Yet as he was straightening out his life, a conflict arose at home that led him to move out of the house and start living on his own. With the support of Mrs. Zewde, Sheleme easily adapted to his new lifestyle and continued to progress academically and spiritually.
“The counsel I got from Zewde, who is like a mother to me, is what helped me be who I am today. She helped me see that if I work hard today I would be a great person tomorrow and achieve my dreams. She used every opportunity to keep me away from my friends who were bad influences on me and give me advice on life. She instilled in me the desire to pursue my education and told me to never lose sight of my purpose.”
Supported by the center staff and energized by the encouraging words of his sponsor, Sheleme became a model student both academically and spiritually at the center. Although Sheleme was not able to score the passing grade for preparatory education, he graduated with honor from Selam Technical College in General Mechanics and continued studying for his first degree in Mechanical Engineering.
“Of course, I was a little disappointed for not scoring a good grade at the 10th grade national exam, but God planned something else for me. After graduating with honor in General Mechanics, I was truly surprised to be accepted at the university to do my first degree in Mechanical Engineering. It was all God.”
Sheleme received a scholarship from the university when he was a second year student. While studying at university, he continued to be active at his church, leading the youth choir and participating in different activities at the center until the time when he decided to leave.
Sheleme is currently employed in an organization that specializes in importing spare parts for heavy machinery.
Sheleme finished his first degree in 2000, but he didn’t stop there. With many visions for the future, Sheleme continues to study for another degree that he believes will help him accomplish the desire God put in his heart to be a Christian leader who will bring change to his church, community and nation.
“I was happy to graduate but I still didn’t feel content. The lack of good governance and shortage of Christian leaders in the country always prompts me to do something about it. Therefore, I decided to first equip myself and study Leadership and Development. I believe that if my country finds a great Christian leader, we would become a great nation.”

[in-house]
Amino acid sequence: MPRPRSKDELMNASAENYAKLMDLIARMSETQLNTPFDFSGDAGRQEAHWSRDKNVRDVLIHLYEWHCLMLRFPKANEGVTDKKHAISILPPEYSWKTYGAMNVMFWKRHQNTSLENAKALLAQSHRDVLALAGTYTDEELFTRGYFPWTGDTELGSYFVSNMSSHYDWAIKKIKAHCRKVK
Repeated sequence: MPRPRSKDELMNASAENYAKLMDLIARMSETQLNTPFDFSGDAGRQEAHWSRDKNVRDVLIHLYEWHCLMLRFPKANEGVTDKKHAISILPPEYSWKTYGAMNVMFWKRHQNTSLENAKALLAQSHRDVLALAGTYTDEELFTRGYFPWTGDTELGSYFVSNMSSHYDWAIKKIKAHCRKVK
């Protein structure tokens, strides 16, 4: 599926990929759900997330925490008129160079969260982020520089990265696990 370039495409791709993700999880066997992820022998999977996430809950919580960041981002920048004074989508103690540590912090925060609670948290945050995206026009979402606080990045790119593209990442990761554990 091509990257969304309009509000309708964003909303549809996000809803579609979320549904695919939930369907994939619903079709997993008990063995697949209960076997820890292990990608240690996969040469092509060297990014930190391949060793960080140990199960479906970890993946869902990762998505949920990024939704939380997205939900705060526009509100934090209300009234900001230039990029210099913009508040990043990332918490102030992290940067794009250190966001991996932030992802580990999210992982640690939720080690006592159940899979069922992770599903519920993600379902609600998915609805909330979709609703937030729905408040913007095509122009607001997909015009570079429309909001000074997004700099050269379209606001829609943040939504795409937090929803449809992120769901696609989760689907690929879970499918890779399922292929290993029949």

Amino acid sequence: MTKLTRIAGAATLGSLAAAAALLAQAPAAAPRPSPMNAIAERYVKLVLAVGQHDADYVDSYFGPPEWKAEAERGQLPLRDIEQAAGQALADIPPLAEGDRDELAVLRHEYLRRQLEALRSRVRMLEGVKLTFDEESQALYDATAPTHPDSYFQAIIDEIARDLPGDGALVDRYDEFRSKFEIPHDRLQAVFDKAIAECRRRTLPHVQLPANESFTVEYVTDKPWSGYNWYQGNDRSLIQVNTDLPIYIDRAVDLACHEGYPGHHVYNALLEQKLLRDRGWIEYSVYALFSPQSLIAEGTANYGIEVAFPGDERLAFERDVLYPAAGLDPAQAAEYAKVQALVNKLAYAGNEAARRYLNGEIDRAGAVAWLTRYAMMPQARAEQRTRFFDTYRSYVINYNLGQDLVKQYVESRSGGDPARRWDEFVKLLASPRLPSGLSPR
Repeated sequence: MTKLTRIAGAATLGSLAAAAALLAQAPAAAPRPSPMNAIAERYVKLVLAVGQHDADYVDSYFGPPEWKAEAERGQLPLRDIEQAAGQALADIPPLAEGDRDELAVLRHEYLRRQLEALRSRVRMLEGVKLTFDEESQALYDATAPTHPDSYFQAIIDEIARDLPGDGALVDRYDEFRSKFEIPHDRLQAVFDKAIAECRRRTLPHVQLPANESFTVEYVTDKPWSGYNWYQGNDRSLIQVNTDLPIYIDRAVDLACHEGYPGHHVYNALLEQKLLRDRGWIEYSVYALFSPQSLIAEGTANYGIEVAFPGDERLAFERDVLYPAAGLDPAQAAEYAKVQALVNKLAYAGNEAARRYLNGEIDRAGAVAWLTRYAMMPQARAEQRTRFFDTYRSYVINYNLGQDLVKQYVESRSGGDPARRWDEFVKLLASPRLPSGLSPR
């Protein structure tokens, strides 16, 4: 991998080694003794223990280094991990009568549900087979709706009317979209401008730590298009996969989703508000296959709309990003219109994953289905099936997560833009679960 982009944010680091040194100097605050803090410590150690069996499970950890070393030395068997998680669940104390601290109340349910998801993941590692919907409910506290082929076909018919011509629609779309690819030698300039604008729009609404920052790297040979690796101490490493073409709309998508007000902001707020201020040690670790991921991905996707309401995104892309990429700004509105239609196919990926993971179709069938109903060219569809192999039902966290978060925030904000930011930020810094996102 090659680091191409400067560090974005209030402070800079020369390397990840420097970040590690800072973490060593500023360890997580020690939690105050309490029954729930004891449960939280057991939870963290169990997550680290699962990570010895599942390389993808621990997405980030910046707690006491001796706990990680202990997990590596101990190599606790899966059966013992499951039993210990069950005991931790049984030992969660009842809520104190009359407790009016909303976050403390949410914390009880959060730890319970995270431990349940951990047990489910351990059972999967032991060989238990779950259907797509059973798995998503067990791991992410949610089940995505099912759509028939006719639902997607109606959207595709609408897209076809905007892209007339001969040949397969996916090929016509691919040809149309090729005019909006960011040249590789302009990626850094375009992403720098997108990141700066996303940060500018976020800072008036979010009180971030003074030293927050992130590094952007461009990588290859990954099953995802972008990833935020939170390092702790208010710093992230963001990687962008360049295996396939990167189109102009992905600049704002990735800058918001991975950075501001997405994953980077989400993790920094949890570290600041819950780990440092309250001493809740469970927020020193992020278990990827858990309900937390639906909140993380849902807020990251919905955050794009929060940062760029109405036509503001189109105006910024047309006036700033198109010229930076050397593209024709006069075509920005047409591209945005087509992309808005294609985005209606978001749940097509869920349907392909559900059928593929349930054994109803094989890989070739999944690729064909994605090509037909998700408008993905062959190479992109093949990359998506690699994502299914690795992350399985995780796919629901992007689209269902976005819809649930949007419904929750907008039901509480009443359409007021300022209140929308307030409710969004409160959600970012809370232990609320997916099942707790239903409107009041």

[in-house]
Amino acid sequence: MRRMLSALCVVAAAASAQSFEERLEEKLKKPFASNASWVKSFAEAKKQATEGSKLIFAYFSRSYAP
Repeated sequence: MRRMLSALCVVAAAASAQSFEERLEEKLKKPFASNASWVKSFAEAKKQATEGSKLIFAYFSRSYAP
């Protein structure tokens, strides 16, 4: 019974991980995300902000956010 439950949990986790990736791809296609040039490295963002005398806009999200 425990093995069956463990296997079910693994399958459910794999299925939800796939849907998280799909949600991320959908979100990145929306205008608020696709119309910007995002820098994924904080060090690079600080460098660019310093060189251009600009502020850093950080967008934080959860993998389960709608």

In addition to striving to be a great leader, Sheleme is involved in organizing other Compassion program graduates from all over the country who have a vision to give back to children in need .
“My vision is to help children  get an education and give them a chance to change their life and achieve their dreams. There are currently 12 of us and we have started providing for one child whose parents were unable to send him to school. We provide school materials and pay his school fees. For next year, we plan to help more children get education.
“I wouldn’t be where I am today had it not been for the persistent follow-up of the center staff, especially Zewde. My sponsor has also played a great role in building my confidence to try harder academically. Compassion has been a means for me to realize the purpose God ordained for me. I feel like I am just beginning to live and there is a lot I have to do and contribute.
“God willing, my ultimate goal is to be a Christian leader that will influence so many for the betterment of my country. Until that time comes, I will continue giving back and helping the children that are facing the same challenges I faced years ago.”